At mid-night that night we woke up to lights around the boat and mens voices calling us. I did hear the word amigo a few times. We were all shocked out of our sleep. Tony ran up into the cockpit starkers, I quickly pulled on my clothes and followed him. A civilian boat had pulled alongside with 5 men and their machine guns. The one who seemed to be the boss kept asking us questions in Spanish and a bit of English. Why are we here? when are we leaving? Is this your boat? What are your names? We thought they may take us for Haitian smugglers as we had been here before, left and had come back a couple of times. Fortunately we had the Despacho, which we brought to show them. On a scrap of paper someone found in their pocket and a pen borrowed from us they took down some details from the Despacho. They wanted to know exactly what time we were leaving the next day. We told them about 0630 and they left.

We did leave early the next morning. Tony and I had already started to talk about a contingency plan if we still couldn’t get around the point. With the same wind direction and strength it was pretty clear it wasn’t going to happen. Maybe if we went offshore 50 miles or so the wind might change, but what if it didn’t – we just tack right back 50 miles of Punta Beata. By now I hated the sight of the place and just wanted this to be over.
About 3 miles before the point the seas were big, the north easterly was blowing over 20 and looked like it wouldn’t improve at all, Moondancer was starting to slam through the waves and Tony said – ‘so what do you want to do?’ – my answer came pretty fast – to turn downwind to Jamaica. At that point I was willing to forget about going to Europe, sail to Jamaica, have a holiday with Josie and then sail down to Cartegena for the hurricane season.

We ran with the wind, surfing down the waves with Mr. Chubbs doing his work and even though everything was well with the boat, Josie was feeling seasick when awake (the Stugeron keep you asleep mostly) and our hearts were torn between the relief and exhilaration of sailing at 6 knots with no effort and disappointment that perhaps our plans to be in Europe in a couple of months had to change. Most of the day I felt guilty at having dashed Tony’s dreams. But after Tony had spent some time with C-map and weather information we could probably still do it.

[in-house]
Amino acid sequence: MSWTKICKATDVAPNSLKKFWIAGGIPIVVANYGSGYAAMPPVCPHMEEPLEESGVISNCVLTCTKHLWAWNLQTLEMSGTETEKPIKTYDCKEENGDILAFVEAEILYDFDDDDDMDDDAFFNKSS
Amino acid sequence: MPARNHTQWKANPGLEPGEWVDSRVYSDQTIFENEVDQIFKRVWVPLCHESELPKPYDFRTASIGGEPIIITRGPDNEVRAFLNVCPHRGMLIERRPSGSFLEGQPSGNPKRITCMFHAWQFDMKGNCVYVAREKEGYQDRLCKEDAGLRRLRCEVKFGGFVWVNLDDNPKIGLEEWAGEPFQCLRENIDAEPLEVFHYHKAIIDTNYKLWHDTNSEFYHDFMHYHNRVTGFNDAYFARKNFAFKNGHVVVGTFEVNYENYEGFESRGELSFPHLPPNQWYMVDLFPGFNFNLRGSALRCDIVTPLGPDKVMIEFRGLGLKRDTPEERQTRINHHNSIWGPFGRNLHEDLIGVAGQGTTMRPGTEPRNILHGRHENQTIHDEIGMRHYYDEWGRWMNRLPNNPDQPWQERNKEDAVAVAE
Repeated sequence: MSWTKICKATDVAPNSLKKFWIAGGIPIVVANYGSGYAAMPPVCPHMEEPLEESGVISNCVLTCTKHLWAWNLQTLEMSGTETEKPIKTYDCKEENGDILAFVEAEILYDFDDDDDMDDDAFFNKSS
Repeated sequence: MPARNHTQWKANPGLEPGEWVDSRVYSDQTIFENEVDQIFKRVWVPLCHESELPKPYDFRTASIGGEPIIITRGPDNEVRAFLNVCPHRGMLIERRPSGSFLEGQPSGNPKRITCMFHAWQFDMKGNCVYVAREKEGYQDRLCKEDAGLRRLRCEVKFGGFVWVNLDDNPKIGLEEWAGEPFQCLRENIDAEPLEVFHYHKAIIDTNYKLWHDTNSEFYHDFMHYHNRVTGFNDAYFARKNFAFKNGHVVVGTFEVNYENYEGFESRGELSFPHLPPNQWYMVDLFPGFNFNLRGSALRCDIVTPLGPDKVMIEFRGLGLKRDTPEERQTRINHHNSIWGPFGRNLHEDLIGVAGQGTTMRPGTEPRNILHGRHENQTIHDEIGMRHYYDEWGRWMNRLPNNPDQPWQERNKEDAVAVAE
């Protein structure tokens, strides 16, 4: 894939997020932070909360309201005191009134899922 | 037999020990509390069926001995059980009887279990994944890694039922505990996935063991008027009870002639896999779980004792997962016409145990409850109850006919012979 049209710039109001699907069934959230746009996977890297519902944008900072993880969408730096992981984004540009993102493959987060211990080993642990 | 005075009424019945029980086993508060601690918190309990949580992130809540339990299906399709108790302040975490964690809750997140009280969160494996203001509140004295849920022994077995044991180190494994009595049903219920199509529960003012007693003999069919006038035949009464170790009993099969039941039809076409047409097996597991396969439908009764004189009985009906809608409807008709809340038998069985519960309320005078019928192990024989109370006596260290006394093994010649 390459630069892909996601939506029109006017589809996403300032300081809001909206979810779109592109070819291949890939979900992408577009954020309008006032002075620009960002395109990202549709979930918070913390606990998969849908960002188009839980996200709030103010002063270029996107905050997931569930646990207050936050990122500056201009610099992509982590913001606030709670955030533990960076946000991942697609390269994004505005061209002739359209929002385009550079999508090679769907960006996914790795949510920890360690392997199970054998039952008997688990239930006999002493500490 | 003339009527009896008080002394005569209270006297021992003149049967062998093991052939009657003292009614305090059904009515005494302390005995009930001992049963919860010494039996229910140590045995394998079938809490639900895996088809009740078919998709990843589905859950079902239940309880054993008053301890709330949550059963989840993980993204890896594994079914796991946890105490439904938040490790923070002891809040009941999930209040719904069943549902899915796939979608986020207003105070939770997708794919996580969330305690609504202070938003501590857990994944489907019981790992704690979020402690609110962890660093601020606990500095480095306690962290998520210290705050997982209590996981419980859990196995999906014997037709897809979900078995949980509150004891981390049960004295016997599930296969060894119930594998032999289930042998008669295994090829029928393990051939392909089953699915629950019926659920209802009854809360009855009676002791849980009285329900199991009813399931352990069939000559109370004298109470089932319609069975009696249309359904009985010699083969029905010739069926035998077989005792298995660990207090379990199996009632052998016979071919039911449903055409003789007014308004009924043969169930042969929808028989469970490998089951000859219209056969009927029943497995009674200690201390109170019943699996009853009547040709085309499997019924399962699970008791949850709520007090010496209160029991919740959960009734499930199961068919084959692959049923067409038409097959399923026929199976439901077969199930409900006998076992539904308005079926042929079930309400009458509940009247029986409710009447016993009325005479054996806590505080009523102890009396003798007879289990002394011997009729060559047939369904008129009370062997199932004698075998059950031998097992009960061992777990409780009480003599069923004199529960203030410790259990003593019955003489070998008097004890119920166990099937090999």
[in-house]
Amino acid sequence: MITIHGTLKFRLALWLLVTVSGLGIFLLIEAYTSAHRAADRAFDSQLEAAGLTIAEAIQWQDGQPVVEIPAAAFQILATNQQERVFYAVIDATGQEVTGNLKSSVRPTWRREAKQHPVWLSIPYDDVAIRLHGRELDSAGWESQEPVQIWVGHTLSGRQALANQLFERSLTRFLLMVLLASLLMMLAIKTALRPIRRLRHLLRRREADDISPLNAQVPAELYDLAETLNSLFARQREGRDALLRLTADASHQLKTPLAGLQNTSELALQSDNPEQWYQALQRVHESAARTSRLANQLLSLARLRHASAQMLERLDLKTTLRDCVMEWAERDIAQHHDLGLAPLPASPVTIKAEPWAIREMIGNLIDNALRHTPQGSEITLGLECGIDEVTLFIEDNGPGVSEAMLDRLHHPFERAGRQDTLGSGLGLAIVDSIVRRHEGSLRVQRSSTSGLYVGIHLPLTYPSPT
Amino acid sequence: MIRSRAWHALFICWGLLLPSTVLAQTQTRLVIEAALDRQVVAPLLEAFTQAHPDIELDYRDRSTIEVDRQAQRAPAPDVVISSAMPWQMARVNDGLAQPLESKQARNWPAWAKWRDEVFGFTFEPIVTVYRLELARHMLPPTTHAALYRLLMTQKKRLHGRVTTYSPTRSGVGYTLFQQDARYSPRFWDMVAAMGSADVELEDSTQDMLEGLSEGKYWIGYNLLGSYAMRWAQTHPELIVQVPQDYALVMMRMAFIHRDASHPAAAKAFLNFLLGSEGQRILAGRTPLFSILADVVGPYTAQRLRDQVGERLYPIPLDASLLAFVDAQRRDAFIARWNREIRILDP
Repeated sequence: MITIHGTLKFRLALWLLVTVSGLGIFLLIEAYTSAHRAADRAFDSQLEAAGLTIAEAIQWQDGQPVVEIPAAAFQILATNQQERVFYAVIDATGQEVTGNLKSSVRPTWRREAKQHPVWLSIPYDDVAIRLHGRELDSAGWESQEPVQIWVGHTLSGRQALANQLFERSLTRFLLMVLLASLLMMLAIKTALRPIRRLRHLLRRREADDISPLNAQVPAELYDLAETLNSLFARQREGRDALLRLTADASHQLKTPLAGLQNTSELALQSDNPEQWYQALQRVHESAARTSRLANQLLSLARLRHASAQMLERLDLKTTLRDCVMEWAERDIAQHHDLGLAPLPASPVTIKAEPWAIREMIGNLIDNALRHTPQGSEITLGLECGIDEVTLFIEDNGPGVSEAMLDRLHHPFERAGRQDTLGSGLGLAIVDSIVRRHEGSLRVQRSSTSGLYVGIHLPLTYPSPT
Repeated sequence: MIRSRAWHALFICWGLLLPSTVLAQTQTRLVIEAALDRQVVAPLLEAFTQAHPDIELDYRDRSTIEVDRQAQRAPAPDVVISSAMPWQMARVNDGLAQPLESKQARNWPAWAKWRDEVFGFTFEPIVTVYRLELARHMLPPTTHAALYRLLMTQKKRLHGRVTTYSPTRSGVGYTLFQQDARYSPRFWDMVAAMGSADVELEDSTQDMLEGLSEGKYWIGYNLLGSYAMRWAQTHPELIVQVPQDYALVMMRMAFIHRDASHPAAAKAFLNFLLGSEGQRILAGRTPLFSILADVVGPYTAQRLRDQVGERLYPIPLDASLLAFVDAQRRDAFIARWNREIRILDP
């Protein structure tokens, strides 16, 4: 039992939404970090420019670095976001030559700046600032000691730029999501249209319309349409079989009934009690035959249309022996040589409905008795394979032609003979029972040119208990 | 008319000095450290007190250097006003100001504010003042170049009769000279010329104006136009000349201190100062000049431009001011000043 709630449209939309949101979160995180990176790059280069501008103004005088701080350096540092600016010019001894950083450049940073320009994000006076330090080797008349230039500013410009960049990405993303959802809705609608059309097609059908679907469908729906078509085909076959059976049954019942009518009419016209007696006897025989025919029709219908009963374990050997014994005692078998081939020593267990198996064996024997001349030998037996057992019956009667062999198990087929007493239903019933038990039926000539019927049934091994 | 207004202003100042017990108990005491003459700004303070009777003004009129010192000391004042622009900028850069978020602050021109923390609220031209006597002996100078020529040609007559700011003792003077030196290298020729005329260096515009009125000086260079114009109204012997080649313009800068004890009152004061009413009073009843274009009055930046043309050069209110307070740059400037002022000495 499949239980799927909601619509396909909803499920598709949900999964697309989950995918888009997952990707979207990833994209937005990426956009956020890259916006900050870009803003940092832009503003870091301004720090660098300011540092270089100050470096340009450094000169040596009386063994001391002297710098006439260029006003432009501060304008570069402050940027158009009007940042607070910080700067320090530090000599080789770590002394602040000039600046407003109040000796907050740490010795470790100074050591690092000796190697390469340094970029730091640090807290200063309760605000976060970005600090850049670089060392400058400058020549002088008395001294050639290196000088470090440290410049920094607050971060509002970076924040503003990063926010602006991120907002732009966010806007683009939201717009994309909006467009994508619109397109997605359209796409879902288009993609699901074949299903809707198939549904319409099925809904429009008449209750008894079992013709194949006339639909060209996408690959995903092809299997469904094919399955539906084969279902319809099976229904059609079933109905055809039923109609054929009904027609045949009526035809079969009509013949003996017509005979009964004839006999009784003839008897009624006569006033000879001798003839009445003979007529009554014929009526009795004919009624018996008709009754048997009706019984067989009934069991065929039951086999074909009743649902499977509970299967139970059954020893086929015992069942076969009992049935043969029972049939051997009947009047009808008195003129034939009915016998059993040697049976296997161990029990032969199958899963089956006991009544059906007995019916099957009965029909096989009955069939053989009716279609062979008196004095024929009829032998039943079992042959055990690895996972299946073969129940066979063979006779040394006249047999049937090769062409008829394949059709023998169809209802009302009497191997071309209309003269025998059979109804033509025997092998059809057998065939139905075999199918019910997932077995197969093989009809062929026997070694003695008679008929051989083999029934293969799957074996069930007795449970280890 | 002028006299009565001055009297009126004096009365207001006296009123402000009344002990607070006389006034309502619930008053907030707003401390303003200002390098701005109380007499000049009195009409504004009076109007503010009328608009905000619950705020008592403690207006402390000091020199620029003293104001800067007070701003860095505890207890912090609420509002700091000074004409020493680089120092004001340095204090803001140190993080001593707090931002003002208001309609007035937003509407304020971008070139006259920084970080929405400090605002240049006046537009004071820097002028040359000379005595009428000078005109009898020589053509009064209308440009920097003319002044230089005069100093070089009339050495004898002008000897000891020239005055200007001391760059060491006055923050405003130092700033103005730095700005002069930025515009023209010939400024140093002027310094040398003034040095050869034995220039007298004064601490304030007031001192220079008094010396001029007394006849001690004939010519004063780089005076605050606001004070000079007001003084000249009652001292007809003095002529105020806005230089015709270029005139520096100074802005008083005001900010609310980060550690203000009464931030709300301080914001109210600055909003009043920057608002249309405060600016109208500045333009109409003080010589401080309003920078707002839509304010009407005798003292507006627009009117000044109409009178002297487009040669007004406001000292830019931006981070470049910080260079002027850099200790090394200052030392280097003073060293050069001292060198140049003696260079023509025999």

When we pulled into Port Antonio we could see the boats at anchor in the harbour – and who should we see but The Wind Cries, Hans a Roos, our Dutch friends who we met first in San Francisco and then Zehuatenejo. It was so nice to see them, and reaffirming that they also would use Port Antonio as their jumping off point to cross the Atlantic.
We have since met several other boats anchored here who have also chosen this as their departure point.
So – why the hell did we go to the Dominican Republic? Because we had to meet Brian who was a true friend to us when we needed one most, and the man on the beach who let me use his cell phone to phone my daughter because he loved his own daughter so much and understood my anguish. And so that we could see how life can be for people, that they can live in such apparent poverty and yet all still have a cell phone. Many kids drop into fast food restaurants after school and the people who live in the shacks in the fishing village still love their children and laugh and play. That 2 fishermen who would rather have stayed on shore put their boat in the water in Pedernales to see if we were ok and to give us the benefit of their experience. And I suppose to make a small contribution to their economy, and maybe Nito passed Josie’s phone around for everyone to call a friend long distance at Roger’s expense.